- The Mound is a ghost-written novella, but it's one of his most important, and equal in quality (and similar in theme) to Mountains or Shadow Out of Time--although rather than being weird aliens that it describes, it talks about serpent men who live under the earth and worship the snake-god Yig—an element that has taken on a bit of a life of its own outside of Lovecraft's writing per se (Yig is important in the Green Ronin setting of Freeport, for instance, and it may have been, along with DreamQuest the source of the Underdark.)
- "The Doom That Came to Sarnath" is an interesting story, more along the lines of DreamQuest, that is a history essay, of sorts, of the Sword & Sorcery setting that Lovecraft loosely developed. Many may quibble with its inclusion here, but especially for gamers who come out of a D&D milieu, I think these two are important gateways into more "complete" Lovecraftiana. It also contains an iconic Lovecraftian element; the said "Doom" which harks back to many of the same themes that infuse his other work, including Innsmouth, "Dagon" and others.
- "The Call of Cthulhu" is often considered the most iconic of Lovecraft's stories, the one that most fully explored his themes (or at least the themes he explored at a certain phase of his writing; as I said earlier, Mountains of Madness and Shadow Out of Time evolved him into slightly different themes...) Plus, the RPG is named after this one. If, for some reason, you can only read one Lovecraft story, it should be this one. The structure of the story, too, encapsulates the best of Lovecraft's work, and features most of his recurrant themes—distrust of foreigners, fear of the sea, etc. It's really got it all.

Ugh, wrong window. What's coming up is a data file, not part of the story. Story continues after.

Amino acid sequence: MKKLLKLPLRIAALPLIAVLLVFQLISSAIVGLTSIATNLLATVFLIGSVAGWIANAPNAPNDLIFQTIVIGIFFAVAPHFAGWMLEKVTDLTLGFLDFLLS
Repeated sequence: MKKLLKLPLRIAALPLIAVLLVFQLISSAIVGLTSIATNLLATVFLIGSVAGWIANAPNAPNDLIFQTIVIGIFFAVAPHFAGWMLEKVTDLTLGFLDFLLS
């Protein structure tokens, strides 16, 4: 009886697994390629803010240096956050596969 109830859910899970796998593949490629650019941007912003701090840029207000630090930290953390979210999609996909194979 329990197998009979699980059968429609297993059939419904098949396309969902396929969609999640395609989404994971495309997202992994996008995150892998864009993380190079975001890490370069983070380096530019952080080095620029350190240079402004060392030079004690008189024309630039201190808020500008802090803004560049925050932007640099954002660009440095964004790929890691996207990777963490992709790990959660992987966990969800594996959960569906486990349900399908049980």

- "The Colour Out of Space" is an unusual and creepy story from his more "science fictional" phase--an alien presence of some kind that kills a farmstead and destroys the area around it, but which is never fully understood or even adequately described.
- "The Dunwich Horror" is the iconic story for a Call of Cthulhu adventure, given that it has a cadre of "informed" academics that heads out into the hills of Arkham County to confront a supernatural menace and stop it with a magic spell that they've learned. This is less in the science fiction horror department, and more in the "weird supernatural" horror, with witchcraft, and more, featuring as important focii in the story.
- "The Whisperer in Darkness" is the source of the mi-go, which are an iconic Lovecraftian element, and vastly important to the Delta Green setting. This is also just a pretty good story, and the subject of an independent movie.
- "The Dreams in the Witch-House" is a great example of how even the more traditional witchcraft/ghost story has weird, science fictionish elements in it. Also, c'mon—Brown Jenkin has got to be an iconic Lovecraft character!
Friday, February 28, 2014
H. P. Lovecraft's "Most Important" stories
So, I've been reading "The Complete" works of H. P. Lovecraft (although it doesn't include the ghost-writtern or collaborative works). The stories in this collection are arranged chronologically, which is a little bit unfortunate... I've been reading some of his least polished works first, including several that I've never read before (like "The Transition of Juan Romero" or "Old Bugs." I wasn't missing much with most of these.)